45. Tom says:

    Kip, I’m not ignoring that you prefer to draft a 1st rd QB like I do.

    I’m just disagreeing with the scattershot premise because it doesn’t work for teams like Seattle and has never worked. The GB example was weak because they had an established QB at the trigger and those QB examples you listed didn’t do squat for another 4 years because they were projects.

    We don’t have 4 years to wait. We have the young defense now.

    Davis and Harnish don’t deserve 2nd rd grades, Kip. Where are you getting that from? The overblown hype here? Neither guy will do a thing in the NFL. Harnish short arms so many throws and will be sitting 3rd on any depth chart. Davis “may” turn out to be a backup.

    So who cares about these guys?

    Let me ask you a question?

    What do the top 6 NFC playoff seeds have in common?

    Tick
    Tock
    Tick
    Tock

    Ok, I”m going to slightly fudge this because technically Drew Brees was the 1st pick of the 2nd round but in today’s draft, he’s the 32nd selection which is 1st rd material.

    All 6 NFC teams had QB’s drafted in Rd 1, Kip. Furthermore, 4 of the 6 teams had QB’s taken in the top 3 of their respective draft! These scattershot long shots are pipe dreams and will never take the Hawks to the promiseland no matter how much pixie dust you sprinkle on them.

    Want more?

    If Denver or Baltimore reach the SB, it will guarantee that this will be the 7th straight year the SB winner will have a 1st round QB under center.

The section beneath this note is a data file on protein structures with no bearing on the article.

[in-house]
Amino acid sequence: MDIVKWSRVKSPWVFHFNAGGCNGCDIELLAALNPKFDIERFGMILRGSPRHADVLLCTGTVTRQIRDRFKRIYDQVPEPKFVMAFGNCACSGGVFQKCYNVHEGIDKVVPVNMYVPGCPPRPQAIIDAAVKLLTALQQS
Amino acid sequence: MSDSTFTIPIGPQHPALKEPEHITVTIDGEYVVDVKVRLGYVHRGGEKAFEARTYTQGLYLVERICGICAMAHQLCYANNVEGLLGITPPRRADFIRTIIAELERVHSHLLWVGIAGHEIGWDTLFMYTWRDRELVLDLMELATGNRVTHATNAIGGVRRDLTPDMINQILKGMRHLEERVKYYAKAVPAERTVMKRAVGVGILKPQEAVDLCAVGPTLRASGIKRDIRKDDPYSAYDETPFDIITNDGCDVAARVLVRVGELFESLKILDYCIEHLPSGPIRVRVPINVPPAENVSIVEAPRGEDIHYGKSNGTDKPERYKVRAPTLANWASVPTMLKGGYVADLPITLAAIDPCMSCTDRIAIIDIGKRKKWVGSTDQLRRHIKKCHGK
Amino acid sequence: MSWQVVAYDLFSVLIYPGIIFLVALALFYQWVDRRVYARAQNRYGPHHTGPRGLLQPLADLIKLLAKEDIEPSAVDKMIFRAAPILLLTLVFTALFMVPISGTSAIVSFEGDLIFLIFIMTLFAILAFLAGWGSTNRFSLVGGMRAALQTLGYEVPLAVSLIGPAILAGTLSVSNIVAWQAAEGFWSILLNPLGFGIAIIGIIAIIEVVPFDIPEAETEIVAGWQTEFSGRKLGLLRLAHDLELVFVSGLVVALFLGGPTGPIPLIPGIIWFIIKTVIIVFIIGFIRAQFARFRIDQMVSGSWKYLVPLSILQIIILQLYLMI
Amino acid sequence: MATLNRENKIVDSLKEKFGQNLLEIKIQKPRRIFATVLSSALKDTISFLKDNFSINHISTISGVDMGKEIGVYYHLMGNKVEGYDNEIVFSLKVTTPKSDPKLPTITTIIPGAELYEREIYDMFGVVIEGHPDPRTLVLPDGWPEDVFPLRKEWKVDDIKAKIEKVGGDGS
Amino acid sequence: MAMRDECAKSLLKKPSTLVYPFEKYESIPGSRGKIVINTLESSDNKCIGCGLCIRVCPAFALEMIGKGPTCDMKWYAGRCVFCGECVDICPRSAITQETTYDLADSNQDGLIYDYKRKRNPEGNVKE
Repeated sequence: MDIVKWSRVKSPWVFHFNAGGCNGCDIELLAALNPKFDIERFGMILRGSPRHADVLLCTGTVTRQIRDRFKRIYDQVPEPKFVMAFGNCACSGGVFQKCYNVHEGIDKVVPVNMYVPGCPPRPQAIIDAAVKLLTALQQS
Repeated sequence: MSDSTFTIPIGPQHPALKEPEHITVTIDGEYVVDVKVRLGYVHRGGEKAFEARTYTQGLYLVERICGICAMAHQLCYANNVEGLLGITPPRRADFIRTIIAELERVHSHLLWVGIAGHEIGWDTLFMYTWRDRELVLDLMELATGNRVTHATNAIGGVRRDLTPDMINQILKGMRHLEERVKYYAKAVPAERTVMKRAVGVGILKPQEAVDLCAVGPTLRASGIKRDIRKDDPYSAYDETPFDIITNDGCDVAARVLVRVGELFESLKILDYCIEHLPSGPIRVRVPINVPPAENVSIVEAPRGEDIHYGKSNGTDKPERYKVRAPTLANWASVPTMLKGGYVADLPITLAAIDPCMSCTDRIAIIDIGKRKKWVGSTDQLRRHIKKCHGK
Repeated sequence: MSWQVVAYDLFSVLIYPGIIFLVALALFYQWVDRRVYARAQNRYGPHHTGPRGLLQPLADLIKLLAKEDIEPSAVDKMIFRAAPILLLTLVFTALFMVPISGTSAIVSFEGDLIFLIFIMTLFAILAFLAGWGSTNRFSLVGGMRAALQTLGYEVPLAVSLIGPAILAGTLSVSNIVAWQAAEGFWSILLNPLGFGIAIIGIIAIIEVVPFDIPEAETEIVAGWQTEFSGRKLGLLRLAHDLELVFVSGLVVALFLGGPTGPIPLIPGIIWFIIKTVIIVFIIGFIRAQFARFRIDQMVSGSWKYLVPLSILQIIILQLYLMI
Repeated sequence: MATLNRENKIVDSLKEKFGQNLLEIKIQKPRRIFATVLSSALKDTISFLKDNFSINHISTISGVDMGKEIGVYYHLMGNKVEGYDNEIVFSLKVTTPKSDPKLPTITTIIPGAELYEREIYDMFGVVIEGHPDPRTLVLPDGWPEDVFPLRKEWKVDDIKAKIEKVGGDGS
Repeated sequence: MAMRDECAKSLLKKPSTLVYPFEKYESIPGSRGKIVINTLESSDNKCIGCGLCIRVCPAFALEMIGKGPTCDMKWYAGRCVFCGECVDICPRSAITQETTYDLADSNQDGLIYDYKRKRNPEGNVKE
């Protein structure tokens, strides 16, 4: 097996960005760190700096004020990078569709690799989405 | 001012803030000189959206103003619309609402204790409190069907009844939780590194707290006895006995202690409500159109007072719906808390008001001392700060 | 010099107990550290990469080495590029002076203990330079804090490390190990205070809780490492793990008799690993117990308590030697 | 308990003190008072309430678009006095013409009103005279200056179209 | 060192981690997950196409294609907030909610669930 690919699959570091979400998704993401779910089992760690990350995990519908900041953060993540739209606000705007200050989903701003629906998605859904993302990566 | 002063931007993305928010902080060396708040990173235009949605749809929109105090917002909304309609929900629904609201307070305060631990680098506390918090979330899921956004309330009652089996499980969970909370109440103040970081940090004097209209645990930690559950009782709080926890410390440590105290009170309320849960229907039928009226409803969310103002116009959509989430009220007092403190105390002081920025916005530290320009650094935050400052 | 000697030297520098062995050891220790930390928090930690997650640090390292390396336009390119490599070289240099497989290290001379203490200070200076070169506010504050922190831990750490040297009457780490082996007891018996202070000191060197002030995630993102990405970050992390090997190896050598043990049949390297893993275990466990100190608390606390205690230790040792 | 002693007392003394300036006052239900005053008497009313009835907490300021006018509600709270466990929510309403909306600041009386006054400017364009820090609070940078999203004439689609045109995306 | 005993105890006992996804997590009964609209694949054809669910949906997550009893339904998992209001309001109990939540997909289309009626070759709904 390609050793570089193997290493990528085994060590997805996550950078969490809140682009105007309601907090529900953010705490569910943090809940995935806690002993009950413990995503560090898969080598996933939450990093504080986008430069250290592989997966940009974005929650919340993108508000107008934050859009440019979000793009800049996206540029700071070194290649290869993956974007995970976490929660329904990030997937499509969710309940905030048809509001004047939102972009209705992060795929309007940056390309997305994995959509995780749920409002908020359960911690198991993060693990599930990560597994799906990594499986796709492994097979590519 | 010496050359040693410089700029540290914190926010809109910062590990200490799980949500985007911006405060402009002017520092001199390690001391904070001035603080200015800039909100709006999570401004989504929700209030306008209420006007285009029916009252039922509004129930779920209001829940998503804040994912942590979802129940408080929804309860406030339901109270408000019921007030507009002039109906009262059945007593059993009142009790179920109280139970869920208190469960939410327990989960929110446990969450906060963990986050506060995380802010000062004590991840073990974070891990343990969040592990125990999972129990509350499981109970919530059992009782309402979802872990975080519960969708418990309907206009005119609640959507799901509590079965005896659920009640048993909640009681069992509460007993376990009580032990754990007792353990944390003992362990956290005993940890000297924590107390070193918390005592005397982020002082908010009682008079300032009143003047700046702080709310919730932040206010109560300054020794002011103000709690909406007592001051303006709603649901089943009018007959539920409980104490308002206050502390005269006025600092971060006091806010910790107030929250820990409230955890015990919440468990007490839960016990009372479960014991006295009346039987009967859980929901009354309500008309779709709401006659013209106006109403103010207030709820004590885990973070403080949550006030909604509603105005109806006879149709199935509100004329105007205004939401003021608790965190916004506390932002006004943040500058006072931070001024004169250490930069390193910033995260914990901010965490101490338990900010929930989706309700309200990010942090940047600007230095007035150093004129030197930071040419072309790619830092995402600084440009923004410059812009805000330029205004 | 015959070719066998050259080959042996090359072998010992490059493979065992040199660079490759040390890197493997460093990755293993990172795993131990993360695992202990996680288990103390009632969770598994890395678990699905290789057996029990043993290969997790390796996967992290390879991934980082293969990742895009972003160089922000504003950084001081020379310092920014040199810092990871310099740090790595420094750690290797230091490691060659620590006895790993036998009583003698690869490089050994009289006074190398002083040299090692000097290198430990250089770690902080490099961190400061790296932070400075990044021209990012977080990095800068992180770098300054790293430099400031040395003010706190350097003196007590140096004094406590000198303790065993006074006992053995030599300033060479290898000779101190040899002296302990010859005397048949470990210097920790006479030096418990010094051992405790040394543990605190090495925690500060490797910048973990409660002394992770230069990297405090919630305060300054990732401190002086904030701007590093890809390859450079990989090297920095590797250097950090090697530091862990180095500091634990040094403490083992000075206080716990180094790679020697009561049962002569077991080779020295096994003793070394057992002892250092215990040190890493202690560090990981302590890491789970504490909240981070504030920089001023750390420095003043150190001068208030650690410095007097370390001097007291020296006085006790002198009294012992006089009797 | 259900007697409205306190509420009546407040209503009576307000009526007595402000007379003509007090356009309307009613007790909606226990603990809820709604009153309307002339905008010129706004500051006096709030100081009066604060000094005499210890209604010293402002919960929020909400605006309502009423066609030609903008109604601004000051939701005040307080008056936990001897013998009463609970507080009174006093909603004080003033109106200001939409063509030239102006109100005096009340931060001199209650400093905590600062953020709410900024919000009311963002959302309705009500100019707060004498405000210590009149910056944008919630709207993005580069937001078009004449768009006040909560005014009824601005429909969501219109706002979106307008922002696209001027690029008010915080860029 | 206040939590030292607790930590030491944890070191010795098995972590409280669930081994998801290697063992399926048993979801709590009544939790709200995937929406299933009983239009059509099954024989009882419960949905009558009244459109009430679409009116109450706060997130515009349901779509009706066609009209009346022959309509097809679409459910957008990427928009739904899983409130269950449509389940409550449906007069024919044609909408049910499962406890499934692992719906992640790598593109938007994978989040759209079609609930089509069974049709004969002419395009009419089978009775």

If either reach the SB, it will also guarantee that the last 3 SB contests that both teams will be QB’d by a 1st rd drafted QB.

    Ok, you want a 1st rd QB, I get it… The only 1st rd guys are Luck and RG3….

    It’s the overrating of these other bridesmaids and premise of scattershot that has never worked in the Hawks situation no matter how many times you repeat it or want to believe it in your heart.

    Follow the corroborating facts…. They’ll lead you to the right conclusion… :-)

  46. Rob says:

    Tom, less of the ‘overblown hype’. We don’t do that here.

  47. Tom says:

    Rob, you run a nice website for Hawk fans and combining jmpasq vids makes it very informative and high quality. Kudos to you!

    Nobody wants to admit that they have “overblown hype” but frankly, I had overblown my hype for RG3 for months now. Fortunately, he’s lived up to the hype.

    Overblown = adjective
    1.= excessive, exaggerated, over the top (slang), too much, inflated, extravagant, overdone, disproportionate, undue….

    When Kip starts talking about ADavis and CHarnish with probable 2nd rd grades, that to me is “overblown hype”, excessive, exaggerated or over the top. Even in an era where these projects should start to show success as 3 QB’s bust through 5,000 yds passing in 1 season and it didn’t include ARodgers, the game is built for some projects to succeed.

    You’ve hyped ADavis since pre-season which is part of informing your readers about prospects that we don’t know. It’s informative. When you go to archive and search ADavis, a lot of front line features and hype surround this guy. I’m sure I’d do the same if I had interviewed him and established some sort of rapport.

    It’s serious hype for a guy that will be fortunate to stick as a quality backup and even get a chance to start in the NFL if he even sticks on a roster. It’s overblown in my eyes. Not a big deal.

    I’m surprised you don’t recognize the overblown hype for ADavis and the underwhelming support you gave to RG3 from day 1 but you believed you praised RG3.

  48. Tom says:

    I spent 20 minutes looking at your hype for ADavis through your search feature and couldn’t believe what I read about RG3, that guy you praised?

    “Now Mel Kiper is claiming Robert Griffin III is a first rounder, an assesment I respect but don’t agree with at all. I’ve never moved from this being a two-horse race in round one with Luck and Matt Barkley. “

    http://seahawksdraftblog.com/seattles-lucks-out-so-what-happens-now